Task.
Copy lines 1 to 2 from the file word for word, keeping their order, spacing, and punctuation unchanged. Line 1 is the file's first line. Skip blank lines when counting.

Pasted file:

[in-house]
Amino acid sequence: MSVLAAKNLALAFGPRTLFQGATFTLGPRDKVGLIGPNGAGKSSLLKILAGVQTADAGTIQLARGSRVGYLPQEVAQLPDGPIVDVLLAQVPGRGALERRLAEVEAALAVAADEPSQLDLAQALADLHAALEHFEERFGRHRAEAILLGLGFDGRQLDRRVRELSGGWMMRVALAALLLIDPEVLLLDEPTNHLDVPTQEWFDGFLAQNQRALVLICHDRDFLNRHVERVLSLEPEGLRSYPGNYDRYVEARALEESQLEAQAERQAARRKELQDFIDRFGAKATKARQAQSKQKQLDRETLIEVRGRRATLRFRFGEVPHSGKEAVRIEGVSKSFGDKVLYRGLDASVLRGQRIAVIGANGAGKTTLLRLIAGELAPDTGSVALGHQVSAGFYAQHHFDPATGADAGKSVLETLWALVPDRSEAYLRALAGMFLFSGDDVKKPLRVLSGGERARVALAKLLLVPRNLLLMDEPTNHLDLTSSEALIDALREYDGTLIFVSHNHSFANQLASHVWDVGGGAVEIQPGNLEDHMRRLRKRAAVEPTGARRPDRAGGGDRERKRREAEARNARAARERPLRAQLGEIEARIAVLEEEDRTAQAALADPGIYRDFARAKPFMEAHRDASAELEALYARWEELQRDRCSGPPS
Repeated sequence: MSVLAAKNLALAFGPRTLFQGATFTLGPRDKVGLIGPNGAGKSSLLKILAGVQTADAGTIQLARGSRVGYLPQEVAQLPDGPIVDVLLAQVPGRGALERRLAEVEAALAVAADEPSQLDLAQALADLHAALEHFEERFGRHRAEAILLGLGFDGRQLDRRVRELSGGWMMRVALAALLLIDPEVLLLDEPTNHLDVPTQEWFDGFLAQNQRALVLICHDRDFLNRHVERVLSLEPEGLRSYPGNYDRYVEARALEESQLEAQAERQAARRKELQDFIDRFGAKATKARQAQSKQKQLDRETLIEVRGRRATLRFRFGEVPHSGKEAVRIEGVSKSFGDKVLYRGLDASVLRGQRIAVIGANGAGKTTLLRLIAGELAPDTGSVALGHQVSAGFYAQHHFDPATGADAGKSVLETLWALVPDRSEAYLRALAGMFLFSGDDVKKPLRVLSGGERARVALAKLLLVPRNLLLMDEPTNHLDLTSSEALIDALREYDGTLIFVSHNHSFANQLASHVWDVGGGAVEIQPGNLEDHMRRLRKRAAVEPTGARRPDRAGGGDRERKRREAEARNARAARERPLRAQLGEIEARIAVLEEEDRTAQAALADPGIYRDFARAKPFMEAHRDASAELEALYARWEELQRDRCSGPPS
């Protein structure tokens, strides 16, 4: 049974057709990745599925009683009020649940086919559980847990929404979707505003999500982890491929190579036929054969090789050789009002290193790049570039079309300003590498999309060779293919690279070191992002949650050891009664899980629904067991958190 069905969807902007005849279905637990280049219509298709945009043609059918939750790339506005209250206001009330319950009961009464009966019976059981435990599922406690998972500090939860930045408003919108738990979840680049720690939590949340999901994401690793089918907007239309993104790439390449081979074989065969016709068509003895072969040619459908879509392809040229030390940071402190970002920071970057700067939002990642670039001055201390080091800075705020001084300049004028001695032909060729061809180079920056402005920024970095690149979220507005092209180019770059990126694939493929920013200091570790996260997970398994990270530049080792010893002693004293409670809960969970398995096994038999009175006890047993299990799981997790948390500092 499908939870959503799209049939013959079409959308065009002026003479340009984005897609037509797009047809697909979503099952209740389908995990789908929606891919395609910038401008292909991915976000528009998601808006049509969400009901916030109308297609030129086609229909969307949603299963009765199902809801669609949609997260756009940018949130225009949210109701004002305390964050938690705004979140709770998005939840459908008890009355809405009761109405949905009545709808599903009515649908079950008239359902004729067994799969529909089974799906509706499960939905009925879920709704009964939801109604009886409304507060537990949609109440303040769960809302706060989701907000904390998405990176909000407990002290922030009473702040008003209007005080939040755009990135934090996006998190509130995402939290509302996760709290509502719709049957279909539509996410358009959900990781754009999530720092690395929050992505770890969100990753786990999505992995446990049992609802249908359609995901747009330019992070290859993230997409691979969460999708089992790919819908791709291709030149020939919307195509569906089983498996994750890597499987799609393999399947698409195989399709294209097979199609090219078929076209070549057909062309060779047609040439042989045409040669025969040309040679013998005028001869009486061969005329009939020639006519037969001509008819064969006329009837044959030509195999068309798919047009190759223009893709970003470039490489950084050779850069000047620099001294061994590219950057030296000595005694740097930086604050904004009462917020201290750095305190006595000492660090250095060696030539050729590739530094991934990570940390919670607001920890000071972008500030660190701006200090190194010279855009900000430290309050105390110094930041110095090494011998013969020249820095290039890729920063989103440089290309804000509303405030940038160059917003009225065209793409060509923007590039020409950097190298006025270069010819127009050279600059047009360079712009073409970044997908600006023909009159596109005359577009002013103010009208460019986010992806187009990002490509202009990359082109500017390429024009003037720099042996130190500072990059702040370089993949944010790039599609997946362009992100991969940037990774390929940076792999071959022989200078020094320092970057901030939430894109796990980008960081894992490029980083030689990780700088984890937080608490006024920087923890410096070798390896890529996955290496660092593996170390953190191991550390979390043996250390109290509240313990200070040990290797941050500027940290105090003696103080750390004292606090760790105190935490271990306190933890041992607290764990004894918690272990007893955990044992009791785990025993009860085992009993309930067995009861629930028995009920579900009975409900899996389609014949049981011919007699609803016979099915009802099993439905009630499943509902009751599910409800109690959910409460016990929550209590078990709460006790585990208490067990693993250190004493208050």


[in-house]
Amino acid sequence: MSVLAAKNLALAFGPRTLFQGATFTLGPRDKVGLIGPNGAGKSSLLKILAGVQTADAGTIQLARGSRVGYLPQEVAQLPDGPIVDVLLAQVPGRGALERRLAEVEAALAVAADEPSQLDLAQALADLHAALEHFEERFGRHRAEAILLGLGFDGRQLDRRVRELSGGWMMRVALAALLLIDPEVLLLDEPTNHLDVPTQEWFDGFLAQNQRALVLICHDRDFLNRHVERVLSLEPEGLRSYPGNYDRYVEARALEESQLEAQAERQAARRKELQDFIDRFGAKATKARQAQSKQKQLDRETLIEVRGRRATLRFRFGEVPHSGKEAVRIEGVSKSFGDKVLYRGLDASVLRGQRIAVIGANGAGKTTLLRLIAGELAPDTGSVALGHQVSAGFYAQHHFDPATGADAGKSVLETLWALVPDRSEAYLRALAGMFLFSGDDVKKPLRVLSGGERARVALAKLLLVPRNLLLMDEPTNHLDLTSSEALIDALREYDGTLIFVSHNHSFANQLASHVWDVGGGAVEIQPGNLEDHMRRLRKRAAVEPTGARRPDRAGGGDRERKRREAEARNARAARERPLRAQLGEIEARIAVLEEEDRTAQAALADPGIYRDFARAKPFMEAHRDASAELEALYARWEELQRDRCSGPPS